The OPEC+ group of major oil exporters meets Wednesday to discuss its output strategy after US President Joe Biden lobbied Saudi Arabia to boost production to tame soaring prices.
The cartel led by Saudi Arabia and Russia has resisted US pressure to ramp up production significantly so far after Moscow’s invasion of Ukraine sent oil prices soaring.
After cutting production in 2020 in response to falling prices during the Covid pandemic, OPEC+ began to modestly raise it last year and has renewed the policy every month.
Its output is supposed to have returned to pre-Covid levels — but only on paper as some members of the 23-nation group have struggled to meet their quotas.
Craig Erlam, analyst at OANDA trading platform, said the OPEC+ meeting will show whether “President Biden has any influence in the cartel at all”.
Biden made a controversial trip to Saudi Arabia in July in part to convince the kingdom to loosen the production taps to stabilise the market and curb rampant inflation.
The US president met with Crown Prince Mohammed bin Salman despite his promise to make the kingdom a “pariah” in the wake of the 2018 killing of journalist Jamal Khashoggi.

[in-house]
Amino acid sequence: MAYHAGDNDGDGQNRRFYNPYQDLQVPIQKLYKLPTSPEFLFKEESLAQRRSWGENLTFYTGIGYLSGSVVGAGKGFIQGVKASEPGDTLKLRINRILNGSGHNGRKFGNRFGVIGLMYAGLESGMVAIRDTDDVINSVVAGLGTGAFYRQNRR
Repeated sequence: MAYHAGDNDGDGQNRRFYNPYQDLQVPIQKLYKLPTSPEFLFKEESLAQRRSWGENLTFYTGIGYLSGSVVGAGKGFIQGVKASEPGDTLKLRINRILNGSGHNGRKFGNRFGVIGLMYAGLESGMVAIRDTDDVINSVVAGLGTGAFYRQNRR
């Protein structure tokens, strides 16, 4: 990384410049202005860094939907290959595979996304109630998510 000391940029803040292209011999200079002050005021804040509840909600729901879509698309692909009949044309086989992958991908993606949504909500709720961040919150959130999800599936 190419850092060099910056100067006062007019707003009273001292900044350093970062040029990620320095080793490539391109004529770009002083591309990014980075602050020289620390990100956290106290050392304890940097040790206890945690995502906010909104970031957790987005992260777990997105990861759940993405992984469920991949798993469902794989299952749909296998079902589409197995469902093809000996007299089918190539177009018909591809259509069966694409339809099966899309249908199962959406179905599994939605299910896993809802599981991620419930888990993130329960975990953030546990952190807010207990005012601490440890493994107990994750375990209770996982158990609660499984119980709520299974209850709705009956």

Biden said after his meetings with Saudi officials that he was “doing all I can” to increase the oil supply.
“Saudi Arabia and its allies will have to decide whether to heed Joe Biden’s request and raise production or show solidarity towards Russia by staying put,” said Tamas Varga, analyst at oil broker PVM.
French President Emmanuel Macron also reached out to bin Salman, hosting him last week in Paris, with Macron’s office saying the two leaders agreed to work “to ease the effects” of the Ukraine war.
Before resigning as British prime minister, Boris Johnson had also visited bin Salman in Riyadh in March to lobby for higher oil production.
But Stephen Innes, managing partner at SPI Asset Management, said OPEC+ is “unlikely to announce a significant production increase given growing recession fears” and a drop in oil prices since early June.
– More cautious? –
After reaching close to $140 per barrel in early March, crude prices have slid further this week following weak economic data from China, the world’s biggest importer of oil.
The main contracts were slightly down on Wednesday ahead of the meeting, though Brent — the international benchmark — was back above $100.
This week’s price slide “could make OPEC+ more cautious”, Commerzbank said in a note.
The German bank said news that Libyan production has returned to normal levels for the first time in nearly four months could also serve as an argument against a bigger expansion in output.
OPEC+ began to add around 400,000 barrels per day to the market last year, renewing the policy every month until June, when it upped production by almost 650,000 bpd.
Analysts say the group has now reversed cuts totalling 9.7 million bpd that had been agreed in 2020, though only in theory.